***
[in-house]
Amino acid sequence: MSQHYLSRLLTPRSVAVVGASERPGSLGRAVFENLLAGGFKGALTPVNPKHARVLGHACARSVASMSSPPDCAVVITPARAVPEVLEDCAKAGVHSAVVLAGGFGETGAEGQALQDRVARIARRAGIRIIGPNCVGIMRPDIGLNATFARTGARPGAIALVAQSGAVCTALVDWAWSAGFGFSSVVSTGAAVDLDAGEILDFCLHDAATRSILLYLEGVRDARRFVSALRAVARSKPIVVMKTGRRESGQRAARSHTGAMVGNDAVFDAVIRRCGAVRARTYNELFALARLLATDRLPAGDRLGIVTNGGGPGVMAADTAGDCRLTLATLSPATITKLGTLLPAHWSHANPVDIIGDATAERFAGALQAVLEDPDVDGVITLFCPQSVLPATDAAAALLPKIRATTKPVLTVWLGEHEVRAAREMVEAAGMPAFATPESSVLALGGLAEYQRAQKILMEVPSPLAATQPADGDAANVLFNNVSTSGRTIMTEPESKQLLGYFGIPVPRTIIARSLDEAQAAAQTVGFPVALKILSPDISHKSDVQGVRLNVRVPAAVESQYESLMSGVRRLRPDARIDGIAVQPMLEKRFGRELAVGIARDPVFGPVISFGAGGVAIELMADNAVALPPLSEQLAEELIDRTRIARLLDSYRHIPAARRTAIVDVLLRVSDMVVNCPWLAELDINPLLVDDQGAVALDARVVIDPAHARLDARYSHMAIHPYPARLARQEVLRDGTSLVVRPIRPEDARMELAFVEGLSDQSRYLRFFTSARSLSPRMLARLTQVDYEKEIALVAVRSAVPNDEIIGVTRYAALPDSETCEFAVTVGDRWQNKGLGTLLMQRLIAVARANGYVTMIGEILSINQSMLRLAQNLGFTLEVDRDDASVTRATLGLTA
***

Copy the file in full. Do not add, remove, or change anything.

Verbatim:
[in-house]
Amino acid sequence: MSQHYLSRLLTPRSVAVVGASERPGSLGRAVFENLLAGGFKGALTPVNPKHARVLGHACARSVASMSSPPDCAVVITPARAVPEVLEDCAKAGVHSAVVLAGGFGETGAEGQALQDRVARIARRAGIRIIGPNCVGIMRPDIGLNATFARTGARPGAIALVAQSGAVCTALVDWAWSAGFGFSSVVSTGAAVDLDAGEILDFCLHDAATRSILLYLEGVRDARRFVSALRAVARSKPIVVMKTGRRESGQRAARSHTGAMVGNDAVFDAVIRRCGAVRARTYNELFALARLLATDRLPAGDRLGIVTNGGGPGVMAADTAGDCRLTLATLSPATITKLGTLLPAHWSHANPVDIIGDATAERFAGALQAVLEDPDVDGVITLFCPQSVLPATDAAAALLPKIRATTKPVLTVWLGEHEVRAAREMVEAAGMPAFATPESSVLALGGLAEYQRAQKILMEVPSPLAATQPADGDAANVLFNNVSTSGRTIMTEPESKQLLGYFGIPVPRTIIARSLDEAQAAAQTVGFPVALKILSPDISHKSDVQGVRLNVRVPAAVESQYESLMSGVRRLRPDARIDGIAVQPMLEKRFGRELAVGIARDPVFGPVISFGAGGVAIELMADNAVALPPLSEQLAEELIDRTRIARLLDSYRHIPAARRTAIVDVLLRVSDMVVNCPWLAELDINPLLVDDQGAVALDARVVIDPAHARLDARYSHMAIHPYPARLARQEVLRDGTSLVVRPIRPEDARMELAFVEGLSDQSRYLRFFTSARSLSPRMLARLTQVDYEKEIALVAVRSAVPNDEIIGVTRYAALPDSETCEFAVTVGDRWQNKGLGTLLMQRLIAVARANGYVTMIGEILSINQSMLRLAQNLGFTLEVDRDDASVTRATLGLTA